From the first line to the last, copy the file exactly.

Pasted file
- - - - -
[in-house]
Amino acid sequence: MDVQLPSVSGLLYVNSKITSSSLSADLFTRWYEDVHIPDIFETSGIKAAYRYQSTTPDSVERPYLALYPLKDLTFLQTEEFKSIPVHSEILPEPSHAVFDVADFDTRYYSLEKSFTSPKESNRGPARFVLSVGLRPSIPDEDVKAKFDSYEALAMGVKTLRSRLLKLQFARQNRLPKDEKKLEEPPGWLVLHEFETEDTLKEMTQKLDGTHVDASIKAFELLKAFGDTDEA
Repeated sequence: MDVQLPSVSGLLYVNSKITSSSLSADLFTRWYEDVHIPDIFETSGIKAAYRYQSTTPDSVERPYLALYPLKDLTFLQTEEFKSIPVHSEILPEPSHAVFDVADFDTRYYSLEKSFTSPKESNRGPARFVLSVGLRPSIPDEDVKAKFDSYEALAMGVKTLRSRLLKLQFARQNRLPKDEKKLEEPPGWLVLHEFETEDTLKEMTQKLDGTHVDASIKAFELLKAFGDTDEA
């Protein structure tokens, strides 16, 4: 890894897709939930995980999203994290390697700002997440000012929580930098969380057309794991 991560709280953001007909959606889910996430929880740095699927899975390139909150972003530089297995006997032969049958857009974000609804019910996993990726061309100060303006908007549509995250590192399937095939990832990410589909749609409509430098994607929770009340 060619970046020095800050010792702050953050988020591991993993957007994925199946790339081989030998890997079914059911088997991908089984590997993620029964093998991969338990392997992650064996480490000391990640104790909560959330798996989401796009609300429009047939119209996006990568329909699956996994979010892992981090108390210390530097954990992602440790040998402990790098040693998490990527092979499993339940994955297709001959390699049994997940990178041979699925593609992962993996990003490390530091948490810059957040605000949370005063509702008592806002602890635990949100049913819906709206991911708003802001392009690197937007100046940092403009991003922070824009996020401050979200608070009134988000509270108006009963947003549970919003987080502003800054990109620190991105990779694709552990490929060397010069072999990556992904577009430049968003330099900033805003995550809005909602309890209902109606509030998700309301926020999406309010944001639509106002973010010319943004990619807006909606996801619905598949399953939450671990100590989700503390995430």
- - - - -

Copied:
[in-house]
Amino acid sequence: MDVQLPSVSGLLYVNSKITSSSLSADLFTRWYEDVHIPDIFETSGIKAAYRYQSTTPDSVERPYLALYPLKDLTFLQTEEFKSIPVHSEILPEPSHAVFDVADFDTRYYSLEKSFTSPKESNRGPARFVLSVGLRPSIPDEDVKAKFDSYEALAMGVKTLRSRLLKLQFARQNRLPKDEKKLEEPPGWLVLHEFETEDTLKEMTQKLDGTHVDASIKAFELLKAFGDTDEA
Repeated sequence: MDVQLPSVSGLLYVNSKITSSSLSADLFTRWYEDVHIPDIFETSGIKAAYRYQSTTPDSVERPYLALYPLKDLTFLQTEEFKSIPVHSEILPEPSHAVFDVADFDTRYYSLEKSFTSPKESNRGPARFVLSVGLRPSIPDEDVKAKFDSYEALAMGVKTLRSRLLKLQFARQNRLPKDEKKLEEPPGWLVLHEFETEDTLKEMTQKLDGTHVDASIKAFELLKAFGDTDEA
């Protein structure tokens, strides 16, 4: 890894897709939930995980999203994290390697700002997440000012929580930098969380057309794991 991560709280953001007909959606889910996430929880740095699927899975390139909150972003530089297995006997032969049958857009974000609804019910996993990726061309100060303006908007549509995250590192399937095939990832990410589909749609409509430098994607929770009340 060619970046020095800050010792702050953050988020591991993993957007994925199946790339081989030998890997079914059911088997991908089984590997993620029964093998991969338990392997992650064996480490000391990640104790909560959330798996989401796009609300429009047939119209996006990568329909699956996994979010892992981090108390210390530097954990992602440790040998402990790098040693998490990527092979499993339940994955297709001959390699049994997940990178041979699925593609992962993996990003490390530091948490810059957040605000949370005063509702008592806002602890635990949100049913819906709206991911708003802001392009690197937007100046940092403009991003922070824009996020401050979200608070009134988000509270108006009963947003549970919003987080502003800054990109620190991105990779694709552990490929060397010069072999990556992904577009430049968003330099900033805003995550809005909602309890209902109606509030998700309301926020999406309010944001639509106002973010010319943004990619807006909606996801619905598949399953939450671990100590989700503390995430």